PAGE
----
Cédric Vasseur, president of the Association of Professional Cyclists (CPA), has backed the re-examination of 2008 Tour de France anti-doping samples. The Frenchman clarified that the policy of the World Anti-Doping Agency (WADA) gives testing officials the authority to retest samples after the conclusion of races.
"The riders know from the WADA code that samples can be re-opened and retested up to eight years after the race [at which they were taken]," Vasseur told Cyclingnews.
In July, the French anti-doping agency (AFLD) began the process of retesting samples taken from cyclists at the 2008 Tour de France. The AFLD told approximately 15 riders before the start of this year's Tour de France that their 2008 samples would be retested. It is expected to release the results of the retesting proceedure within the next two weeks.
Vasseur said that while he might hear complaints if riders are found positive, the AFLD is following the WADA's rules correctly.
"When you decide to be a professional athlete, not just a bike rider, you have to accept these rules," he said. "Although it does seem strange to test the samples so long afterwards and it would be better to catch these riders immediately after the race."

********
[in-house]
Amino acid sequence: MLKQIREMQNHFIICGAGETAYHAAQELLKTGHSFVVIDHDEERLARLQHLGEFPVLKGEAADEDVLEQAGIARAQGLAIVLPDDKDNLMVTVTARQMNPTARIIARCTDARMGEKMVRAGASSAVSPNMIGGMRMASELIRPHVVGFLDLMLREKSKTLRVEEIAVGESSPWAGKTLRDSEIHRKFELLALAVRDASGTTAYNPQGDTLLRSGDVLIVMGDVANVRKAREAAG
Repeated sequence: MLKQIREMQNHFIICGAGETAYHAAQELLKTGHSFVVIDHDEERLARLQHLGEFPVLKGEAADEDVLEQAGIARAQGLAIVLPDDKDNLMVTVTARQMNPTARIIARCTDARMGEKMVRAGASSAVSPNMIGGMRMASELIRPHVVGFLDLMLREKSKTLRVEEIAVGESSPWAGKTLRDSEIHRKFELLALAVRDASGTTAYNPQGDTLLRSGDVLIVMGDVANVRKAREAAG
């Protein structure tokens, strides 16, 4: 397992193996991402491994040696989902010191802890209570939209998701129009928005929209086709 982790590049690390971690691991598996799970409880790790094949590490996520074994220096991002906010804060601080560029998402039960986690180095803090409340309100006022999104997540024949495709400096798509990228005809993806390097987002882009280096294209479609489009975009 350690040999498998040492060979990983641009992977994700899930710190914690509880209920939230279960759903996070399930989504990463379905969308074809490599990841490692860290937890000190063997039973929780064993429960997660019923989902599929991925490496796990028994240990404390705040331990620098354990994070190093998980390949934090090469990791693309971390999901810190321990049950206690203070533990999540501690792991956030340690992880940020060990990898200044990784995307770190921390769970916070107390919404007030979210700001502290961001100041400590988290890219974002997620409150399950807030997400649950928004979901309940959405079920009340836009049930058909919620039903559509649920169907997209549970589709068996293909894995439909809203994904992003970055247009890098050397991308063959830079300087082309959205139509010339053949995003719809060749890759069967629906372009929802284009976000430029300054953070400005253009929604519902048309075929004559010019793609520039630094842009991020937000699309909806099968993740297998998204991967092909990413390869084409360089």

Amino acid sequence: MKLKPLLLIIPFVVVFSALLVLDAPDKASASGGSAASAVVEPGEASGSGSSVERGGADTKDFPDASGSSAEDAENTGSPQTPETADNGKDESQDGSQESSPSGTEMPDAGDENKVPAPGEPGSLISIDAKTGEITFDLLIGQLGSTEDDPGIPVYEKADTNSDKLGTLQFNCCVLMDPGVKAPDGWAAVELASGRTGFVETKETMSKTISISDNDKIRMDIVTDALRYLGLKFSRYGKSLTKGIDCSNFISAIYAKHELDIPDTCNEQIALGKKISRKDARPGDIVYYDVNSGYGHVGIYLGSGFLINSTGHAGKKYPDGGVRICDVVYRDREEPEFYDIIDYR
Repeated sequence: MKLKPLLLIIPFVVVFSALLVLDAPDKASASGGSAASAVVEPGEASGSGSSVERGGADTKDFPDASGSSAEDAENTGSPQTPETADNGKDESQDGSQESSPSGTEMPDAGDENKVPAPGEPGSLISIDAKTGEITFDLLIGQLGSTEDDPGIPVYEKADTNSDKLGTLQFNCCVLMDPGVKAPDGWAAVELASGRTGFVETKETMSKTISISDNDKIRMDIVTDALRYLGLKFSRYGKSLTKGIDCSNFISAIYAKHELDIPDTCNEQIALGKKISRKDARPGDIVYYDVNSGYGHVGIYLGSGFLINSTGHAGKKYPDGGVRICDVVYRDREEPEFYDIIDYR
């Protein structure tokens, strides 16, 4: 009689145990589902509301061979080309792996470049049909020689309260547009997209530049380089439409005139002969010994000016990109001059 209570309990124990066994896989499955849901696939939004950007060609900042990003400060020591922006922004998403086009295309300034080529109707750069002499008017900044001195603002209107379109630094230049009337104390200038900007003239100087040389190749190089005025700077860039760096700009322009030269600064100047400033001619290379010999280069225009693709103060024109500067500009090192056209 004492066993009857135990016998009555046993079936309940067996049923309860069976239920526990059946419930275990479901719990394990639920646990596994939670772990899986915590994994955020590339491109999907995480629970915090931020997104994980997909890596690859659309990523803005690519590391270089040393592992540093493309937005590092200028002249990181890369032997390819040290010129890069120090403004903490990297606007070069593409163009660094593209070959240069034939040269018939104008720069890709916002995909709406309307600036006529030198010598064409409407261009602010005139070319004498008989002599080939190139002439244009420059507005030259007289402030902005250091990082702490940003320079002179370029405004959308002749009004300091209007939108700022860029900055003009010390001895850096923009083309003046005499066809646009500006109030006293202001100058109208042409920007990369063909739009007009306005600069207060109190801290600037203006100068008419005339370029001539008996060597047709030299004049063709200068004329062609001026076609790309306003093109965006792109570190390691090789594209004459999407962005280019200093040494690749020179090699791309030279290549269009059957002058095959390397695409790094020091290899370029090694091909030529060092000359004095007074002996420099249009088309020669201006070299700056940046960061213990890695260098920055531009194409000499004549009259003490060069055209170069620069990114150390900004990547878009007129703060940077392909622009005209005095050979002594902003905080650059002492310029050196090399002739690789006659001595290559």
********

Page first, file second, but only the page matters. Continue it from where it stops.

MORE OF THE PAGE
The AFLD retested some samples immediately after the race for third generation Erythropoietin (EPO), CERA. It found and announced the positives of Leonardo Piepoli, Stefan Schumacher and Bernhard Kohl.
Austrian Kohl helped the AFLD in its investigation prior to the most recent round of retesting. The retesting involves 15 of the top 20 riders, according to Italian newspaper La Gazzetta dello Sport.
Spaniard Carlos Sastre won the race by 58 seconds over Australia's Cadel Evans. Kohl finished third, but Tour organisers subsequently removed him from the results.
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